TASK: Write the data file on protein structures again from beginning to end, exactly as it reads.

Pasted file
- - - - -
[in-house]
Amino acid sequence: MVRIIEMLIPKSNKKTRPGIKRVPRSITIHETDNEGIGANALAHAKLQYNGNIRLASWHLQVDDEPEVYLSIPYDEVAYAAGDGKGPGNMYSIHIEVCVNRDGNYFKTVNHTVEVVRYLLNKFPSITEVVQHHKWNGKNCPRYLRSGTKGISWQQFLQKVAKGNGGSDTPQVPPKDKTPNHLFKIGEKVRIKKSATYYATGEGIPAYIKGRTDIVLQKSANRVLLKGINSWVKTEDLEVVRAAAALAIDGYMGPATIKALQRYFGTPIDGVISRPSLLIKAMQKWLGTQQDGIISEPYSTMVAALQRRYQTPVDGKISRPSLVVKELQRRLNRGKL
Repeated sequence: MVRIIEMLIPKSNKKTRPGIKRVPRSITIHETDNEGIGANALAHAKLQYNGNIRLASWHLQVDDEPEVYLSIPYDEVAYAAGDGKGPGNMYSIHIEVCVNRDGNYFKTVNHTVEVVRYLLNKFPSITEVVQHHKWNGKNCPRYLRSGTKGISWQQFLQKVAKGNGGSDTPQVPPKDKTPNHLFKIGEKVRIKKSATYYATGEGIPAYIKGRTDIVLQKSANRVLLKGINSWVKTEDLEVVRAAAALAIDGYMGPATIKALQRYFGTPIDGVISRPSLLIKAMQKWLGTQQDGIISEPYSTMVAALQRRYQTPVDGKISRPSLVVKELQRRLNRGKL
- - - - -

[in-house]
Amino acid sequence: MVRIIEMLIPKSNKKTRPGIKRVPRSITIHETDNEGIGANALAHAKLQYNGNIRLASWHLQVDDEPEVYLSIPYDEVAYAAGDGKGPGNMYSIHIEVCVNRDGNYFKTVNHTVEVVRYLLNKFPSITEVVQHHKWNGKNCPRYLRSGTKGISWQQFLQKVAKGNGGSDTPQVPPKDKTPNHLFKIGEKVRIKKSATYYATGEGIPAYIKGRTDIVLQKSANRVLLKGINSWVKTEDLEVVRAAAALAIDGYMGPATIKALQRYFGTPIDGVISRPSLLIKAMQKWLGTQQDGIISEPYSTMVAALQRRYQTPVDGKISRPSLVVKELQRRLNRGKL
Repeated sequence: MVRIIEMLIPKSNKKTRPGIKRVPRSITIHETDNEGIGANALAHAKLQYNGNIRLASWHLQVDDEPEVYLSIPYDEVAYAAGDGKGPGNMYSIHIEVCVNRDGNYFKTVNHTVEVVRYLLNKFPSITEVVQHHKWNGKNCPRYLRSGTKGISWQQFLQKVAKGNGGSDTPQVPPKDKTPNHLFKIGEKVRIKKSATYYATGEGIPAYIKGRTDIVLQKSANRVLLKGINSWVKTEDLEVVRAAAALAIDGYMGPATIKALQRYFGTPIDGVISRPSLLIKAMQKWLGTQQDGIISEPYSTMVAALQRRYQTPVDGKISRPSLVVKELQRRLNRGKL